It sort of reminds you of that woman running for Governor in Michigan, who wants to “fix the damn roads.”
It’s seats that I want to fix. Actually, I want them replaced. They’re located in the visiting area of the Duane L. Waters Health Clinic in Jackson, Michigan. Waters is the health center for the Michigan Department of Corrections. Prisoners dread going there. They beg medical people not to send them there, because the perception is that they’ll go there to die.
But, sick prisoners and dying prisoners go there.
The building looks nice on the outside. Inside, it’s a different picture. I think Dr. Waters, of Manistique, Michigan, for whom the building was named, would be disappointed.
My major complaint today is about the seats in the visiting area. This section bears no resemblance to the visitation rooms in state prisons. It’s a glassed-in area in the middle of an open space, and there’s only one thing in this enclosure: metal benches. That’s where you go to meet your loved one.
My first experience in this room occurred in 2003 when I visited Maurice Carter, who was in terrible shape with Hep C. You could awkwardly sit on the benches, some distance apart, to face each other and try to talk. Or you could sit next to the patient, and try to talk turning your heads toward each other. But the biggest complaint: There are no backs on the benches! How’s that for treating the ailing and the dying?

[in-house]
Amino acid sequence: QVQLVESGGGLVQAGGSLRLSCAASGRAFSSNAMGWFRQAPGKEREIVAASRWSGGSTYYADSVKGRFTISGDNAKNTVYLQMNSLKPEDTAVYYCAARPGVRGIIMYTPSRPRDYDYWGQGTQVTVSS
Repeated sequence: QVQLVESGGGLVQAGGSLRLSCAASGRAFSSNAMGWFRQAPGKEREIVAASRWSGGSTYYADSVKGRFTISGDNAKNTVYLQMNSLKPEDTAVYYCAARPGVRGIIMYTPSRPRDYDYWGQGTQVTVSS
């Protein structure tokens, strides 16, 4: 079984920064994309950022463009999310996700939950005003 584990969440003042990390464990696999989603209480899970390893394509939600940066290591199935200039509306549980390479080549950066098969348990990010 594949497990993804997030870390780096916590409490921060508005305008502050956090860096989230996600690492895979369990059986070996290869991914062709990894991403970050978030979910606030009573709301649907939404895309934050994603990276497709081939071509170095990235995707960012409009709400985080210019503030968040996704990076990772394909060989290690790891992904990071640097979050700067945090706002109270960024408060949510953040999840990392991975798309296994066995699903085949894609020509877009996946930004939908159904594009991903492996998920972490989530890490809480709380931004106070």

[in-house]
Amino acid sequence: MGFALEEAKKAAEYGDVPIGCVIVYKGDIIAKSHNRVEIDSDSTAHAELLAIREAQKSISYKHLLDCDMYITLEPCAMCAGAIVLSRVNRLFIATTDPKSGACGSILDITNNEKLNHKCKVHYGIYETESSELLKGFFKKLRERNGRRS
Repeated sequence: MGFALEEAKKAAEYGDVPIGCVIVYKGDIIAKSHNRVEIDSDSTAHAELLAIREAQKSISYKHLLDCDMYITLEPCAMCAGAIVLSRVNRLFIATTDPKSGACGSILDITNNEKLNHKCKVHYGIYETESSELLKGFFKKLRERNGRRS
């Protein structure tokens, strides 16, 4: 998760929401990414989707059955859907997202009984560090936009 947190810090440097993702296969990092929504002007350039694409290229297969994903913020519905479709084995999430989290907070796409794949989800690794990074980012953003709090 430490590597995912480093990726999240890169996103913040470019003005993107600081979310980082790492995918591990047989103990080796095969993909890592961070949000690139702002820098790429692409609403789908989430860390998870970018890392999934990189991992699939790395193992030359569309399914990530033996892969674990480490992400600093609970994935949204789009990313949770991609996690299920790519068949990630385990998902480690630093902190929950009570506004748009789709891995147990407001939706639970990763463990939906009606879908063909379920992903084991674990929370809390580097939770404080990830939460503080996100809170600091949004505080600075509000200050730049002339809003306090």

15 years later, I get an email message from Diane, whose son is dying:
Today, my son, whom I did not recognize due to his nearly 90-pound weight loss in 7 months, was forced to sit on a narrow, backless cold metal bench to visit with me for 45 minutes. He needed to leave because it was causing him such pain. I asked for a chair or wheelchair for him. It was denied as it is against rules and requires a doctor’s order.
Let’s forget how stupid it is not to be able to quietly slip the guy a wheelchair.
Instead, let’s try to imagine the reasoning behind these seats. Metal benches with no backs and no armrests? For hospital patients and their visitors? Come on!
To the state’s credit, positive steps have been taken in hospice and palliative care. Progress is slow, but at least it’s progress. But improving the visitation area, especially with seating that is suitable for patients, would be easy to change and is long overdue.
It should be a budgeted item now, with top priority. It's time to make that happen!
Let us touch the dying, the poor, the lonely and the unwanted according to the graces we have received and let us not be ashamed or slow to do the humble work.